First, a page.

Home > Horse Racing > Geraghty and Buveur D’Air chase historic victory in Champion Hurdle

Geraghty and Buveur D’Air chase historic victory in Champion Hurdle

Just look at the numbers surrounding the attempt of Buveur D’Air to defend his title for a second time in the £450,000 Champion Hurdle.

Victory would make the eight-year-old gelding only the sixth horse to win the biggest hurdling prize in jump racing three times.

It would be an eighth win in the feature race on the opening day of the Festival for both Buveur D’Air’s trainer Nicky Henderson and his owner, Barry Geraghty’s boss JP McManus.

Jockey Barry Geraghty is looking for his fourth Champion Hurdle triumph on Tuesday

Jockey Barry Geraghty is looking for his fourth Champion Hurdle triumph on Tuesday

Success would also be a fourth in the contest for Geraghty and make him equal with Ruby Walsh and Tim Molony as the most successful jockeys in Champion Hurdle history.

That is why what unfolds over two miles and eight flights of hurdles in a little under four minutes adds up to such a big deal, even for a 39-year-old rider whose 36 Festival wins also include two Cheltenham Gold Cups and four Queen Mother Champion Chases.

It also matters to Geraghty that Buveur D’Air not only wins but receives the recognition he feels his achievements deserve.

That should follow automatically if Geraghty’s mount can repel the stiffest task he has arguably faced on this stage served up by Apple’s Jade and Laurina, two outstanding mares, trained respectively by the two giants of Irish jump racing, Gordon Elliott and Willie Mullins.

Buveur D'Air is bidding to become only sixth horse to win Tuesday's feature race three times

Buveur D’Air is bidding to become only sixth horse to win Tuesday’s feature race three times

Geraghty whose mount must give away weight to both his big rivals, said: ‘This fella is the best hurdler I have ridden. He is lightning over his hurdles. When he gets it right, you can feel yourself making a length in the air. You close up or pass the lad in front of you. He is just so measured and calculated.

‘If he can pull it off, it will be up there with the best of what I have achieved with horses like Moscow Flyer and Sprinter Sacre.

‘I respect both mares but I wouldn’t be trading places. Apple’s Jade was very impressive when she won the Irish Champion at Leopardstown last month.

‘I was riding at Gordon Elliott’s last week and she looked a picture. She is probably the strongest opposition that Buveur D’Air has had to contend with in a Champion Hurdle.

‘By the same token, Buveur D’Air’s performance at Newcastle in December when he won the Fighting Fifth Hurdle was by far and away his best performance to date. You are hoping for a reproduction of that.

‘Laurina is more of an unknown quantity. We haven’t got to the bottom of her yet. She is a good mare who stays well. But she has been racing against her own sex. It is her first step into open company. We will have to see what she brings on the day.’

What Geraghty does concede is that Buveur D’Air will have to be better than last year, when he started 4-6 favourite but had to dig deep to beat Paul Townendridden Melon a neck.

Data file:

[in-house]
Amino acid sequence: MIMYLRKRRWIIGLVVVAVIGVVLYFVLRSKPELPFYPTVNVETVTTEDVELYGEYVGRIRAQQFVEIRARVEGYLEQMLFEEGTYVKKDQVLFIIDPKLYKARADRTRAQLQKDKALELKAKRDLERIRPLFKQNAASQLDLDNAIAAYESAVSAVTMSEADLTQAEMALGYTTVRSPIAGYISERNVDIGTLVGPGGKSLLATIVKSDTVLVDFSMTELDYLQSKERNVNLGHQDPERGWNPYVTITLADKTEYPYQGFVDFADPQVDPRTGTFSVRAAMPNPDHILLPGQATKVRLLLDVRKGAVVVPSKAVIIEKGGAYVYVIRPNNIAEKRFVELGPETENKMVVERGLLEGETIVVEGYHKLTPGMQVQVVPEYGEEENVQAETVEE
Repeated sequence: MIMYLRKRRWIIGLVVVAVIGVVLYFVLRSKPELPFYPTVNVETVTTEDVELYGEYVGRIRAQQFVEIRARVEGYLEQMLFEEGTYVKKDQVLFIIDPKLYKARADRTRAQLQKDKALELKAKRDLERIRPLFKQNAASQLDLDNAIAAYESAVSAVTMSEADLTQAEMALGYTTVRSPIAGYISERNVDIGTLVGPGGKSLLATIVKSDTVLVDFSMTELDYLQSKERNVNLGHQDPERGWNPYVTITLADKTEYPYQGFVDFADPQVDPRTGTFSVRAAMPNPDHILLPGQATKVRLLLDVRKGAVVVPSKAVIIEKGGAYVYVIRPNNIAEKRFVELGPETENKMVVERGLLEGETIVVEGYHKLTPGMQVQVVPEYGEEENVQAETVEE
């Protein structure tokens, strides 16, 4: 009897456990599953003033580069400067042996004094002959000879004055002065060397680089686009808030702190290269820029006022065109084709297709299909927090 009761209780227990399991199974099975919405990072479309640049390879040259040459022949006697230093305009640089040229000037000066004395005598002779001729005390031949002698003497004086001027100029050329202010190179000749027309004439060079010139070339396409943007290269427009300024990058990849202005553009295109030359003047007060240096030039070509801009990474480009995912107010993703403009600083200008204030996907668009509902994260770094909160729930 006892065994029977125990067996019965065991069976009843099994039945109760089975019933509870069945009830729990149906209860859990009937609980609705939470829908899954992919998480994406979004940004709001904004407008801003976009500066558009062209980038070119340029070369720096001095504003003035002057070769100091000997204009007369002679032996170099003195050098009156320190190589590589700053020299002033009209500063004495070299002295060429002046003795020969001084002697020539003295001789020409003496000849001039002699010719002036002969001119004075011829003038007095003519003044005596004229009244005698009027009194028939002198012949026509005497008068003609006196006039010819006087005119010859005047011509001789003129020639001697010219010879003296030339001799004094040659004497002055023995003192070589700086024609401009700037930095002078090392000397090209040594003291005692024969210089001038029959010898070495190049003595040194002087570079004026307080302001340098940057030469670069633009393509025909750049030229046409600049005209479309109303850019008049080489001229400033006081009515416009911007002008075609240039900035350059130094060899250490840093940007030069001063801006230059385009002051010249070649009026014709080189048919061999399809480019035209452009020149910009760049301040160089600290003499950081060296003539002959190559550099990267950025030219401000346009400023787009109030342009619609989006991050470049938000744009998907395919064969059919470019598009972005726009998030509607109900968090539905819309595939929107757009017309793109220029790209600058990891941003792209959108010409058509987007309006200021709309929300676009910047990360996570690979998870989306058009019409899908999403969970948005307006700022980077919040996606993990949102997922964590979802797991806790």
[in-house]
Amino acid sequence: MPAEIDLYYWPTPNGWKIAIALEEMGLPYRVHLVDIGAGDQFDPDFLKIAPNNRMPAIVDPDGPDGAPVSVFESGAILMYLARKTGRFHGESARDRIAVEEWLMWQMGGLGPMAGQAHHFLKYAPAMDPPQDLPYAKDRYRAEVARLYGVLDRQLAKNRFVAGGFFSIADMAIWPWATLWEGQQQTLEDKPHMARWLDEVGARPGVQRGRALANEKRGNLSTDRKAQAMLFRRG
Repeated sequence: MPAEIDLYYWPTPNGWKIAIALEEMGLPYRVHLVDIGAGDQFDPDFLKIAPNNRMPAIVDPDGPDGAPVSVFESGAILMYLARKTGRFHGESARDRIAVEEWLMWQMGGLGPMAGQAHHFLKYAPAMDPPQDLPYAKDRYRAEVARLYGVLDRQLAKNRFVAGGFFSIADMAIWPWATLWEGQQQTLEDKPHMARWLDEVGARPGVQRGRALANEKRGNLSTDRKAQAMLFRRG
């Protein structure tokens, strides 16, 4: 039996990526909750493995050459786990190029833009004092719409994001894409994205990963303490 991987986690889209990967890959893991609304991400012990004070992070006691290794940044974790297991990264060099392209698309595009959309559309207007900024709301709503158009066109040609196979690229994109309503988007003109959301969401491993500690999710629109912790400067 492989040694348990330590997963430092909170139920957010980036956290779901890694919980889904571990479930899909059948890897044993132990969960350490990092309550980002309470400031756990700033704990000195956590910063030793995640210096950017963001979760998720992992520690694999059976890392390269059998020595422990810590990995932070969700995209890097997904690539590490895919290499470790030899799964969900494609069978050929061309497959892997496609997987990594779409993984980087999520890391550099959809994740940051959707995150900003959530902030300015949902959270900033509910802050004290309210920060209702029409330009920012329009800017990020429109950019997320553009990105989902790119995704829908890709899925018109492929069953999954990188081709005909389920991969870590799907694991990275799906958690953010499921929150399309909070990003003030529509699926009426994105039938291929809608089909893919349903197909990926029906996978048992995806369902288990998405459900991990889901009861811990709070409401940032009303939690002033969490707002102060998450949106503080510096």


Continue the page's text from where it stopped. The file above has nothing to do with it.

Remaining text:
It was a win which relied more on guts than glitz, with Henderson admitting that Buveur D’Air had probably picked up an infection from the horse stabled next door to him in the trainer’s Lambourn yard.

The efforts in retaining his crown were so draining that Buveur D’Air was unable to run again after Cheltenham last season.

Geraghty recalled: ‘He probably did not carry me through the race as well as I would have expected, but I was happy enough until the run down the hill, from the third hurdle out to two out.

‘Buveur D’Air was workmanlike and when Paul arrived on the scene going as well as he was, I was thinking, “we could be in trouble here”, but I thought as long as I could keep in touch, I could have one go on the run at the line and have him. That’s how it worked out. He won it the hard way.’

The slightly underwhelming win did not help Buveur D’Air’s cause for recognition, plus the fact that his first Champion Hurdle success in 2017 was under the radar in a season which started with two wins in novice chases before a switch back to hurdles, in part to sidestep stablemate Altior.

Noel Fehily was Buveur D’Air’s jockey that day, with Geraghty sidelined with five fractured ribs and a collapsed lung following a Kempton fall. But Geraghty  admits he would have chosen to ride the Alan King-trained favourite Yanworth, who was unplaced.

Buveur D’Air’s scintillating eight-length victory over Samcro in the Fighting Fifth Hurdle in December was followed by a surprise short-head defeat by stablemate Verdana Blue in the Christmas Hurdle on Boxing Day — a result that brought an end to his 11-race winning streak.

The loss left Geraghty ‘shellshocked’ but not despondent. He said: ‘He was not impressive last season when he beat The New One in the Christmas Hurdle. Kempton is not his best track. He also made a mistake at the third last which probably made the difference between winning and losing when you are talking millimetres in a photo-finish.

‘Apart from that, things have been good. He was only just tuned up enough for the day when he won his final prep-race at Sandown last month.

‘If you compare it to his prep before winning his first Champion Hurdle, it is probably a bit better than having won two chases! I schooled him last week and he went really well. His work is good. Fingers crossed he seems in good shape.’

Visit attheraces.com/cheltenham to read Barry Geraghty’s daily blog throughout the Festival.


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